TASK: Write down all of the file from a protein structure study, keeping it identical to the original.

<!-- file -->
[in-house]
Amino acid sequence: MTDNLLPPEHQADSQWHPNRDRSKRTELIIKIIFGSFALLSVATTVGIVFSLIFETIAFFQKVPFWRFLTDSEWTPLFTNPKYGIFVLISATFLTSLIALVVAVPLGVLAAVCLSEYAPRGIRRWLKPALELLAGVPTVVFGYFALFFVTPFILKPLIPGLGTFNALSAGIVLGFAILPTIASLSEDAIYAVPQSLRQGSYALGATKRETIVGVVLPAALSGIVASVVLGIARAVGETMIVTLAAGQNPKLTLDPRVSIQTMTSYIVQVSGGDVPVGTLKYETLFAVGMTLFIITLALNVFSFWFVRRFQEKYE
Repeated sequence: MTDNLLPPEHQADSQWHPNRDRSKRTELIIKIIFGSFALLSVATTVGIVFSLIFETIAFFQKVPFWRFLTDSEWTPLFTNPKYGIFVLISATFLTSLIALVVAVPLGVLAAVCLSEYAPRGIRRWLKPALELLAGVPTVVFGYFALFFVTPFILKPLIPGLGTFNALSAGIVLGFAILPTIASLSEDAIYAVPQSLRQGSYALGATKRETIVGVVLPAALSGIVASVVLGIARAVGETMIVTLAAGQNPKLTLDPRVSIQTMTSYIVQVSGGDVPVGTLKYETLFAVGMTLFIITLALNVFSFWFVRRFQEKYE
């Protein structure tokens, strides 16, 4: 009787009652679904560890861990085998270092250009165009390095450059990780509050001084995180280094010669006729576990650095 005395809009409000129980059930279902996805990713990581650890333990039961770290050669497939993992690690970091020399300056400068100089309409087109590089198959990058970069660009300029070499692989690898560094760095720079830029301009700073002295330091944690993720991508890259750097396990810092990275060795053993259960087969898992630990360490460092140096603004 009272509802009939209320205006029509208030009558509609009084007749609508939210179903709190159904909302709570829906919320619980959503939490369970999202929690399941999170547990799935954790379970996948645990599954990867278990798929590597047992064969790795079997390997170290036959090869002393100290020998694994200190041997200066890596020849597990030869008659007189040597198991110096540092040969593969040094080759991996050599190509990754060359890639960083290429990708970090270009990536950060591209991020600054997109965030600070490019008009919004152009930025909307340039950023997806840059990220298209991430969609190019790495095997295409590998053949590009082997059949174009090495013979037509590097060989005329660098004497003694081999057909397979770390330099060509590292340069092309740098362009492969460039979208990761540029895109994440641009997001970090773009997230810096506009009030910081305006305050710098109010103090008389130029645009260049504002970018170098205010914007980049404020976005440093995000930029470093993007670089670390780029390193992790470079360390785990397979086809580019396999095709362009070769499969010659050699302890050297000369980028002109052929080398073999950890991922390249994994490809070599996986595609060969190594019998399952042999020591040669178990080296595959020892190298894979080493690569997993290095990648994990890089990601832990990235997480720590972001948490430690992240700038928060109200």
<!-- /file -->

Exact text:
[in-house]
Amino acid sequence: MTDNLLPPEHQADSQWHPNRDRSKRTELIIKIIFGSFALLSVATTVGIVFSLIFETIAFFQKVPFWRFLTDSEWTPLFTNPKYGIFVLISATFLTSLIALVVAVPLGVLAAVCLSEYAPRGIRRWLKPALELLAGVPTVVFGYFALFFVTPFILKPLIPGLGTFNALSAGIVLGFAILPTIASLSEDAIYAVPQSLRQGSYALGATKRETIVGVVLPAALSGIVASVVLGIARAVGETMIVTLAAGQNPKLTLDPRVSIQTMTSYIVQVSGGDVPVGTLKYETLFAVGMTLFIITLALNVFSFWFVRRFQEKYE
Repeated sequence: MTDNLLPPEHQADSQWHPNRDRSKRTELIIKIIFGSFALLSVATTVGIVFSLIFETIAFFQKVPFWRFLTDSEWTPLFTNPKYGIFVLISATFLTSLIALVVAVPLGVLAAVCLSEYAPRGIRRWLKPALELLAGVPTVVFGYFALFFVTPFILKPLIPGLGTFNALSAGIVLGFAILPTIASLSEDAIYAVPQSLRQGSYALGATKRETIVGVVLPAALSGIVASVVLGIARAVGETMIVTLAAGQNPKLTLDPRVSIQTMTSYIVQVSGGDVPVGTLKYETLFAVGMTLFIITLALNVFSFWFVRRFQEKYE
């Protein structure tokens, strides 16, 4: 009787009652679904560890861990085998270092250009165009390095450059990780509050001084995180280094010669006729576990650095 005395809009409000129980059930279902996805990713990581650890333990039961770290050669497939993992690690970091020399300056400068100089309409087109590089198959990058970069660009300029070499692989690898560094760095720079830029301009700073002295330091944690993720991508890259750097396990810092990275060795053993259960087969898992630990360490460092140096603004 009272509802009939209320205006029509208030009558509609009084007749609508939210179903709190159904909302709570829906919320619980959503939490369970999202929690399941999170547990799935954790379970996948645990599954990867278990798929590597047992064969790795079997390997170290036959090869002393100290020998694994200190041997200066890596020849597990030869008659007189040597198991110096540092040969593969040094080759991996050599190509990754060359890639960083290429990708970090270009990536950060591209991020600054997109965030600070490019008009919004152009930025909307340039950023997806840059990220298209991430969609190019790495095997295409590998053949590009082997059949174009090495013979037509590097060989005329660098004497003694081999057909397979770390330099060509590292340069092309740098362009492969460039979208990761540029895109994440641009997001970090773009997230810096506009009030910081305006305050710098109010103090008389130029645009260049504002970018170098205010914007980049404020976005440093995000930029470093993007670089670390780029390193992790470079360390785990397979086809580019396999095709362009070769499969010659050699302890050297000369980028002109052929080398073999950890991922390249994994490809070599996986595609060969190594019998399952042999020591040669178990080296595959020892190298894979080493690569997993290095990648994990890089990601832990990235997480720590972001948490430690992240700038928060109200």